Wednesday, March 31, 2010

Maple Peameal Bacon

photo by keithbjones on flickr

I love, love, love this recipe for crazy-busy days you don't have time to cook. You come home and dinner is served! I originally got this recipe from Denise and she does it up nicely on the Barbecue.

I, however, like to simmer mine in a crock-pot on the lowest setting until the peameal roast is just falling apart. I don't recommend doing this method in the oven as it would have a tendency to dry out.

You can pile it high on whole wheat buns but we usually just like to eat it on its own. Great for Sunday Brunches up at the cottage too.

I can't tell you how much you'll be happy to add this as one of your quickie meals to serve the family on your busiest days. Enjoy!

Maple Peameal Roast

1/4 cup maple syrup
1 tbsp. yellow mustard
1 whole peameal roast (not sliced)

Mix syrup and mustard together and set aside. Spray crock-pot with olive oil and place roast inside. Pour syrup and mustard over top of roast and cook on low setting for at least five hours. I usually do mine for 8-9.

Once done, take two forks and shred the meat; letting it mix in with the juices from the crock-pot. If you didn't have as long a cooking time and find it hard to shred, just carve it in slices. That's the way Denise likes it (but mine is SO much better!).

Sunday, March 28, 2010

Green Chile Frittata

photo by Cookies and Catwalks

As I type this while looking through our bay window, I am so thankful for this time of year. A squirrel bounds by, rabbits scavenge the gardens looking for the first tastes of spring and snow-drop flowers peak their heads up from the earth finding it safe to do so. Ah, spring. Love it!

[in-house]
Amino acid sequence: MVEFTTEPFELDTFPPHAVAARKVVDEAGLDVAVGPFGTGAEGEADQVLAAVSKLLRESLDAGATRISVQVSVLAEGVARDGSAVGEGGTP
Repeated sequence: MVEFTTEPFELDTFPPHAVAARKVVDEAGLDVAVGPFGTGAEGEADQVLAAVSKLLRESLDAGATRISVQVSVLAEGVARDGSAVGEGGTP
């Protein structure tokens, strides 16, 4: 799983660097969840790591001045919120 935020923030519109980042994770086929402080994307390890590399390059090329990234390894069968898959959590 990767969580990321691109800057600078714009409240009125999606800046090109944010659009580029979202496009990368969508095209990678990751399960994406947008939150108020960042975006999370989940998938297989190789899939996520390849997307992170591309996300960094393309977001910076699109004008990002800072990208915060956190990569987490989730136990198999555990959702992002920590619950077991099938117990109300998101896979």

This frittata can be served up for many reasons: a brunch, breakfast or main meal. We did it up for supper and served alongside a salad and roasted baby potatoes. If you're looking for a carb-free dinner that's filling and tasty, this is right up your alley.

And don't shy away from the green chiles. They are not spicy and their addition is the perfect medley with eggs. I actually doubled the recipe below and used a very large 10x14 glass casserole dish. If you do this, bake a little longer.

Green Chile Fritttata

10 eggs, beaten
1/2 cup all-purpose flour
1 teaspoon baking powder
1 pinch salt
1 (7 ounce) can diced green chile peppers, drained
1 (16 ounce) container 1% cottage cheese
1 cup shredded low-fat old cheddar
1/4 cup melted butter

Preheat oven to 400 degrees and spray casserole dish with olive oil.

In a large bowl, mix the eggs, flour, baking powder, and salt. Stir in the green chile peppers, cottage cheese, cheddar cheese and melted butter. Pour into the pre
pared baking dish.

Bake 15 minutes then reduce heat to 325 degrees. Continue baking for 35 to 40 minutes. Cool slightly, and cut into small squares.

snow drop photo by Laurent Peugniez on flickr

Thursday, March 25, 2010

Going to the Mailboxes...

You know that phrase from The Godfather, "Go to the Mattresses" ? For those of you who don't quote Sonny Corleone regularly, it's an Italian saying used to describe a family going into battle.

Well, I haven't had much experience with going to the mattresses (despite growing up with three brothers and one bathroom). But I have had the hard-nosed knowledge of going to the mailboxes.

Yep. Mailboxes. Any rider or runner in this town probably knows what I'm talking about and they nod in appreciation and empathy when I say I've gone to the mailboxes.

There is a great road for hill training in our neck of the woods. This old, country road is filled with climbs and descents; some long and arduous as a grey, rainy day is long.

If one were to look upon this 10 km road before hitting the pavement, their eyes would probably scope out the mid-section and consider this the most grueling. The spot to prepare for, and I can see why. But this first assumption is deceiving.